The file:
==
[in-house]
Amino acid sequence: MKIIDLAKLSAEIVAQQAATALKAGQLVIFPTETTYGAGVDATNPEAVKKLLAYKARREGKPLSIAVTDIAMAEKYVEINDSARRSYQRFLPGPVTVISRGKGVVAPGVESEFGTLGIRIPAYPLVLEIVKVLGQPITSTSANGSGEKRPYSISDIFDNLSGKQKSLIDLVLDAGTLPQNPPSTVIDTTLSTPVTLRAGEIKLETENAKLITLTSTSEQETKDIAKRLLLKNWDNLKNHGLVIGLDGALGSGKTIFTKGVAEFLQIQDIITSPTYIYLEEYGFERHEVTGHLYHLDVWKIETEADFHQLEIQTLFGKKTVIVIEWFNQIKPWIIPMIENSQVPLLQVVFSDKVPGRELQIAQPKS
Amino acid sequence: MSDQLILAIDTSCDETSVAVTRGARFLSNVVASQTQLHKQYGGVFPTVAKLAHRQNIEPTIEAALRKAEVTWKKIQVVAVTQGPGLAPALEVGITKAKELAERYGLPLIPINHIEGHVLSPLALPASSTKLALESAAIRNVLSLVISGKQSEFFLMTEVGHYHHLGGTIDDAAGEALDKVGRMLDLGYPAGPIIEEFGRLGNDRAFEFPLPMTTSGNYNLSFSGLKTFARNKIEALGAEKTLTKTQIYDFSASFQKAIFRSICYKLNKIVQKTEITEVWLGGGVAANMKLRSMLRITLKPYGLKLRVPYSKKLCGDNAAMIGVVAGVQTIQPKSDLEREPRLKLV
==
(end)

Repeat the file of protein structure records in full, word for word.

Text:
[in-house]
Amino acid sequence: MKIIDLAKLSAEIVAQQAATALKAGQLVIFPTETTYGAGVDATNPEAVKKLLAYKARREGKPLSIAVTDIAMAEKYVEINDSARRSYQRFLPGPVTVISRGKGVVAPGVESEFGTLGIRIPAYPLVLEIVKVLGQPITSTSANGSGEKRPYSISDIFDNLSGKQKSLIDLVLDAGTLPQNPPSTVIDTTLSTPVTLRAGEIKLETENAKLITLTSTSEQETKDIAKRLLLKNWDNLKNHGLVIGLDGALGSGKTIFTKGVAEFLQIQDIITSPTYIYLEEYGFERHEVTGHLYHLDVWKIETEADFHQLEIQTLFGKKTVIVIEWFNQIKPWIIPMIENSQVPLLQVVFSDKVPGRELQIAQPKS
Amino acid sequence: MSDQLILAIDTSCDETSVAVTRGARFLSNVVASQTQLHKQYGGVFPTVAKLAHRQNIEPTIEAALRKAEVTWKKIQVVAVTQGPGLAPALEVGITKAKELAERYGLPLIPINHIEGHVLSPLALPASSTKLALESAAIRNVLSLVISGKQSEFFLMTEVGHYHHLGGTIDDAAGEALDKVGRMLDLGYPAGPIIEEFGRLGNDRAFEFPLPMTTSGNYNLSFSGLKTFARNKIEALGAEKTLTKTQIYDFSASFQKAIFRSICYKLNKIVQKTEITEVWLGGGVAANMKLRSMLRITLKPYGLKLRVPYSKKLCGDNAAMIGVVAGVQTIQPKSDLEREPRLKLV